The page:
Friends and Fellow Writers Pay Tribute to 'Where the Wild Things Are' Author Maurice Sendak

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On the day before his death, they gathered by his bedside to eat jelly beans, read his new book, and toast his life.

Maurice Sendak, the famed author (Where the Wild Things Are, In the Night Kitchen) who passed away on May 8 at age 83, continued to be remembered by his close friends and colleagues in the world of children’s literature.

Among those paying tribute to the late writer was author Gregory Maguire (Wicked), who knew Sendak for thirty-five years and who visited him the day before he passed away.

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On that day, Maguire gathered with playwright Tony Kushner (Angels in America) and author Brian Selznick (The Invention of Hugo Cabret) around the bed of the unconscious Sendak to toast his life.

The men, all longstanding friends of Sendak, passed around jelly beans and page proofs for his forthcoming book My Brother’s Book, about his deceased brother Jack with whom he collaborated on several projects. Maguire said they recalled their friend’s “passion, his argumentativeness, his great salaciousness” and his ability to be “honest and crude—oh he could be crude—if the situation demanded it,” as they shared funny stories about him.

Maguire recalled that once during a public forum where he was interviewing Sendak he asked him what Max, the central character from Where the Wild Things Are, would be like as an adult. Sendak described Max as “seventy-four, living with his mother, who has to keep remaking that wolf suit, doesn’t go out much out except to see his therapist.” As the audience laughed at Sendak’s joke, Maguire pulled out a piece of Bristol drawing board and a pen. “Can you draw it for us?”  Under his breath, Sendak jokingly whispered, “Fuckhead.” But he complied and Maguire has the drawing hanging in his office. (See a copy of it below).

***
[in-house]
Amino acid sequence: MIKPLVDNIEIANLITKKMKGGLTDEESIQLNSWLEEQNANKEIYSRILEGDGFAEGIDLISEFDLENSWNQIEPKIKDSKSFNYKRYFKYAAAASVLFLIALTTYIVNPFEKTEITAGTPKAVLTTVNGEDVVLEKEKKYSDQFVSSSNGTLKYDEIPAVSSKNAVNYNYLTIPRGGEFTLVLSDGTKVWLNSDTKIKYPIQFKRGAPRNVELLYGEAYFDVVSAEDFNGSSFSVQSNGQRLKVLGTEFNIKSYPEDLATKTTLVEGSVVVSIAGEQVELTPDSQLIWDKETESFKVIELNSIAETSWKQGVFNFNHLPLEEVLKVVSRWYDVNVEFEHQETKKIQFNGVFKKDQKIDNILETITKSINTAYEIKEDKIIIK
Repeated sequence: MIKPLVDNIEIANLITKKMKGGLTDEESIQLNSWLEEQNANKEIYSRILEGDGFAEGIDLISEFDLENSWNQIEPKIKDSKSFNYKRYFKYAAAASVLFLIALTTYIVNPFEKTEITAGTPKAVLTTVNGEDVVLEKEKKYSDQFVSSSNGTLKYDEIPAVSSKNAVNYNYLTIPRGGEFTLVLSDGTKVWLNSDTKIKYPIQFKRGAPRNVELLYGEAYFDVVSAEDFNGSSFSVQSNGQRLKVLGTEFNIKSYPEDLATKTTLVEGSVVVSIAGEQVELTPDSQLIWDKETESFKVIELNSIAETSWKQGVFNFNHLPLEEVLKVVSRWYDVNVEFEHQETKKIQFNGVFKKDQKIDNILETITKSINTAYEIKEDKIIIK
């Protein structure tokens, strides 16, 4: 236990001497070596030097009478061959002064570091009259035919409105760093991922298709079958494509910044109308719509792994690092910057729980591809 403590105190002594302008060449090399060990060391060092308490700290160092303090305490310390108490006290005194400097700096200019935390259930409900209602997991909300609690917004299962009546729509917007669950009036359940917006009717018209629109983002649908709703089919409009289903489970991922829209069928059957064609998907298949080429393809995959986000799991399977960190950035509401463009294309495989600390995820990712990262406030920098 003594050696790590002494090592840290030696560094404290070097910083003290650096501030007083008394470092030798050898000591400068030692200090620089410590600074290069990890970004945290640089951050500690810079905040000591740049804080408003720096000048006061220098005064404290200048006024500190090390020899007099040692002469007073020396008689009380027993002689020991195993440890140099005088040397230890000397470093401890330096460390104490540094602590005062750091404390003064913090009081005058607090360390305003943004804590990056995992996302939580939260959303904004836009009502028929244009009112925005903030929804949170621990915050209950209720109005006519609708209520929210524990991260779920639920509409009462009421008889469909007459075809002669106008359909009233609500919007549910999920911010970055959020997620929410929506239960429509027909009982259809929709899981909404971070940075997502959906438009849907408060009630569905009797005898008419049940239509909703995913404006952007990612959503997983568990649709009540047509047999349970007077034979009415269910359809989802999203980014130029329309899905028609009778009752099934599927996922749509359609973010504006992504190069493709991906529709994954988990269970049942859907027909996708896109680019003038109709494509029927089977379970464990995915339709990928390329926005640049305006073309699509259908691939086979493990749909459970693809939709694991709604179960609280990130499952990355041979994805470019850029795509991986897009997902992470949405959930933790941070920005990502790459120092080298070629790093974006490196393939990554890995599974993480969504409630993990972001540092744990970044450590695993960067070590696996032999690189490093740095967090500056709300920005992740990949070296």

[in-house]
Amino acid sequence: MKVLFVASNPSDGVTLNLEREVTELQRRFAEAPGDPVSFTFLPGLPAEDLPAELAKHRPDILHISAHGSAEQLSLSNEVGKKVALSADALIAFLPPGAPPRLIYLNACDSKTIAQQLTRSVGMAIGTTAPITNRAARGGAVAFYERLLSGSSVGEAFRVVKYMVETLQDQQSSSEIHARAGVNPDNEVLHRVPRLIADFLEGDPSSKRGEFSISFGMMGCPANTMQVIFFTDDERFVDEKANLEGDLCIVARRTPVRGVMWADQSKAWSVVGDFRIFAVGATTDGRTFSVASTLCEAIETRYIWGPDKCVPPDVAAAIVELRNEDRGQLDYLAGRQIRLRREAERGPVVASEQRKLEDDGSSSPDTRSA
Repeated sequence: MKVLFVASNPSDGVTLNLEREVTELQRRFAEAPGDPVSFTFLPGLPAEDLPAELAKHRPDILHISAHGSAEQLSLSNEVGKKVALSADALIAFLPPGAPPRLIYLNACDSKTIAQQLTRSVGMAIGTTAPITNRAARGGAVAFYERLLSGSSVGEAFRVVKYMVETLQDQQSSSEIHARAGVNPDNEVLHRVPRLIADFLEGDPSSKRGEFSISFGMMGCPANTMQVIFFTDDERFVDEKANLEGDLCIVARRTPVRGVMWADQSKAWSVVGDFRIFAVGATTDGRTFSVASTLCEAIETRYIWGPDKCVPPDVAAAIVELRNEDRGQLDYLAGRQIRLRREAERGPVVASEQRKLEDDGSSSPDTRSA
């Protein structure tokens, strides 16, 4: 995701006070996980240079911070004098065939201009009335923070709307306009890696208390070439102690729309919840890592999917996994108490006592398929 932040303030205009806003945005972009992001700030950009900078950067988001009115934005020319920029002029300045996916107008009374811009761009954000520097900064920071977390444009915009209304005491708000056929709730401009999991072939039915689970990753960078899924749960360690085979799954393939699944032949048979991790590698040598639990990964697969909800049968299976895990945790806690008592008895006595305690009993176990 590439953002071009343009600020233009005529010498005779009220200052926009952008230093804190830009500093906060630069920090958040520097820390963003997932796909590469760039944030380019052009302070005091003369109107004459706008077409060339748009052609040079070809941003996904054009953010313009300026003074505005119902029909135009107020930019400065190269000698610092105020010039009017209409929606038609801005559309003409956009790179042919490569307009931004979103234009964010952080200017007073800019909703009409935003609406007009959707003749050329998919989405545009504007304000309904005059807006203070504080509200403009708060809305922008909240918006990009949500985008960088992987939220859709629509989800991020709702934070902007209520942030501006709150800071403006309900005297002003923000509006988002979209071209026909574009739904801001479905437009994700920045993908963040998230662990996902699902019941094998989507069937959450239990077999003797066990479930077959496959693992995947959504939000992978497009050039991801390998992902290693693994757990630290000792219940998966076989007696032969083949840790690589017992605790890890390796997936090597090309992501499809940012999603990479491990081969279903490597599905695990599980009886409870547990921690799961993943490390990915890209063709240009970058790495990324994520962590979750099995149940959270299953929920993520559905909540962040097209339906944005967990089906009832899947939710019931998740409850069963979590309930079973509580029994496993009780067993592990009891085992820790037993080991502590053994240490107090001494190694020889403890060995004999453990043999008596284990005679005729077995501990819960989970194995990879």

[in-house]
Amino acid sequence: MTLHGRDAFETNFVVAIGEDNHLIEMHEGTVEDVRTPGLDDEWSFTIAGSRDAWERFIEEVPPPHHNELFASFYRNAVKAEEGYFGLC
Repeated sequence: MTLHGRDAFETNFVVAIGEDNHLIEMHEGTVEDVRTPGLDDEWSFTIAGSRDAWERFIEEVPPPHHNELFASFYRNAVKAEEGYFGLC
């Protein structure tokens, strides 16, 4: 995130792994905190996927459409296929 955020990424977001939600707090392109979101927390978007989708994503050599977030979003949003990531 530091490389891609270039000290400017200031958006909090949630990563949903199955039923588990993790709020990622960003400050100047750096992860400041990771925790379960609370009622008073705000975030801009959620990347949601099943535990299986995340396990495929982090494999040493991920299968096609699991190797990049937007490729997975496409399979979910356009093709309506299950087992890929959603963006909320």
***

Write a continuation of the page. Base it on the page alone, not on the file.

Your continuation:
Maguire went on to praise Sendak as being “galaxies” ahead of other children’s writers. He said he would miss him as friend and “as a muse even more. To know that there are going to be no more new editions of his work on my bookshelf. There’s more sorrow in that.”

Tony Diterlizzi, the author of the Spiderwick Chronicles and the Spider and the Fly, also praised Sendak.  They became friendly when he wrote a news article about Sendak’s aborted effort to do an illustrated edition of the Hobbit in the sixties. Diterlizzi said it was no surprise that Sendak was drawn to The Hobbit since it shared his sensibility of offering “a glimmer of hope but [requiring the reader] to go through a dark and stormy world to get there.”

He said Sendak was part of the “Holy Trinity of great American children’s authors” along with Dr. Seuss and Shel Silverstein.  All three “took incredible risks in beautifully-crafted stories that would ruffle the feathers of parents but the kids loved them.” His popularity was a testament to “how attune” he was “to us a children, to the psyche of children.”

Ellen Goldsmith-Vein, of the Gotham Group, who represented Sendak and his partner in John Carls in their Wild Things Production, praised her client, calling him “an incredible artist with a unique storytelling ability that didn’t fit squarely into any one box, adding “we are really saddened by this tremendous loss.”


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